Van and Carl Vollmer, both 85, came into this world together, and now they want to leave it that way, too.
The Vollmer twins made international headlines this August with a peculiar request. The octogenarians posted flyers around Brooklyn’s hipster enclave Williamsburg with the caption, “Brooklyn Sea Captain seeking crew!” The brothers’ ad copy explains that a “longtime Brooklyn contractor” is seeking “12 able-bodied men and women” to set sail with them on a voyage around the world. But that’s not the unusual part. The Vollmer twins want to keep sailing until they pass away; then, the crew is supposed to bury them at sea.
Various human cultures have practiced ocean burials. In ancient times, there was the “viking burial,” in which a warrior was sent to Valhalla inside a burning ship. In modern times, there are specialty scattering urns designed for burials at sea. There are also biodegradable cremation urns for ashes specially designed for water burials. The scattering urns have holes strategically placed in the bottom, allowing the ash containers to gracefully sink to the bottom of the water. The affordable cremation urns also offer an alternative to expensive traditional casket funerals.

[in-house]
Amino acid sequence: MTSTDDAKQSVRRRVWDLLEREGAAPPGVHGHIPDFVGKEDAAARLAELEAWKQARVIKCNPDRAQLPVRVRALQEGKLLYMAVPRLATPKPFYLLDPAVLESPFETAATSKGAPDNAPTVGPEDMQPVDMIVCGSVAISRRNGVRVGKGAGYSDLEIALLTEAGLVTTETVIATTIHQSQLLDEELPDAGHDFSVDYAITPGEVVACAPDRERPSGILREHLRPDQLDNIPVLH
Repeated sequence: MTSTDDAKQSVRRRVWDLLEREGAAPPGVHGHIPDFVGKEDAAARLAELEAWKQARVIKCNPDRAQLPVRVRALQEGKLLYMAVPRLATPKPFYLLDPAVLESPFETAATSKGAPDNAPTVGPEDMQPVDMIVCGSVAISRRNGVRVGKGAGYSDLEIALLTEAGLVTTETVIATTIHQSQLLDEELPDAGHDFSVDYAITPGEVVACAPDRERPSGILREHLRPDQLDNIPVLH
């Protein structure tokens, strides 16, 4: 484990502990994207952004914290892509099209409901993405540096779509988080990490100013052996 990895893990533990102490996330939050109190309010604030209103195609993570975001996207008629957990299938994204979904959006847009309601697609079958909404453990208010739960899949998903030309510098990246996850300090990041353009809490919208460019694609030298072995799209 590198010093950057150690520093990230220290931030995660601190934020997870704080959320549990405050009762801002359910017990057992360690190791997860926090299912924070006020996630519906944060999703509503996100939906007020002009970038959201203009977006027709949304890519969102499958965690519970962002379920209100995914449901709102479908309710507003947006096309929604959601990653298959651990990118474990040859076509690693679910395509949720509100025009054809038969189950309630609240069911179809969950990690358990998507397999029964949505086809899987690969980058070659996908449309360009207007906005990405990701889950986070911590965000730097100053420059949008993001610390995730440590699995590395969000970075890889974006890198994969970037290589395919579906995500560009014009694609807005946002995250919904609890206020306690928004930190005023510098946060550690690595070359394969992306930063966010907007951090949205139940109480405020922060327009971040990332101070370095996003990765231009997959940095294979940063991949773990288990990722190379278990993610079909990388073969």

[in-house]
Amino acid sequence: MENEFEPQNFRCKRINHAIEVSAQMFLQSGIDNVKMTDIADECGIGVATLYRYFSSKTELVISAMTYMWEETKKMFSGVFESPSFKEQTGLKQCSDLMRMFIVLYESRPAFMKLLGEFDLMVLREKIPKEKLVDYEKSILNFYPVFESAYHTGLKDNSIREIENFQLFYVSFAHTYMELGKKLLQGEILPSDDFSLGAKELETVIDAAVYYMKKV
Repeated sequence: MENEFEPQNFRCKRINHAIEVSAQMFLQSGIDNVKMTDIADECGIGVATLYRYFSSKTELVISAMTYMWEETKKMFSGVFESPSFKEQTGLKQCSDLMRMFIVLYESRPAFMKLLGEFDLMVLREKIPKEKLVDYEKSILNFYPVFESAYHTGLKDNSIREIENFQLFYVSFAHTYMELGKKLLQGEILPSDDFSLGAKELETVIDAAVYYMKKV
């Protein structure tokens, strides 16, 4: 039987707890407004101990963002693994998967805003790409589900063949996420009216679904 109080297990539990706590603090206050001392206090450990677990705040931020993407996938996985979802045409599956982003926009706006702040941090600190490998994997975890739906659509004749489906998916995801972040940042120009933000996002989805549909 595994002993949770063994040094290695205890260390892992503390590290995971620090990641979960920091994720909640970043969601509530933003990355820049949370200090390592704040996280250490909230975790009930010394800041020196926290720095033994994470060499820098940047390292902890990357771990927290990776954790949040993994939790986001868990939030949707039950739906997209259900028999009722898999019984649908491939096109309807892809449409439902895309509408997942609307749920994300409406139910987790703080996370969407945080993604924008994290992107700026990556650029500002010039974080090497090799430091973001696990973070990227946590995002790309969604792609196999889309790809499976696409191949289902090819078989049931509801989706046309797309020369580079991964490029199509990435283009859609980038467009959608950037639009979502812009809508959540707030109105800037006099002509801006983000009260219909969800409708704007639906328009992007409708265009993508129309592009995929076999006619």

But the Vollmer brothers want to go in another direction. If successful, the brothers will eschew such ordinary funereal customs, and instead sail the seven seas aboard the Peacemaker, “a 158-foot three-masted Barquentine.” Already, the brothers live in a 42-foot cabin cruiser docked in the Bronx; they were priced out of Brooklyn rents after 40 years in the neighborhood.
The brothers speak frankly about their intentions to anyone who will listen.
“I want to go down a chute into the water and swim with the fishes for eternity,” said Van.
“We want to spend the rest of our lives on this boat,” his brother Carl added. “We want to get thrown overboard.”
For better or worse, the Vollmers’ quest to hunt for sunken Spanish treasure and tour the Great Barrier Reef seems unlikely to actually occur. Not only are they still looking for a mechanic, nutritionist, scientist, and up to a dozen more crew members, they also need to raise millions of dollars to purchase their intended vessel.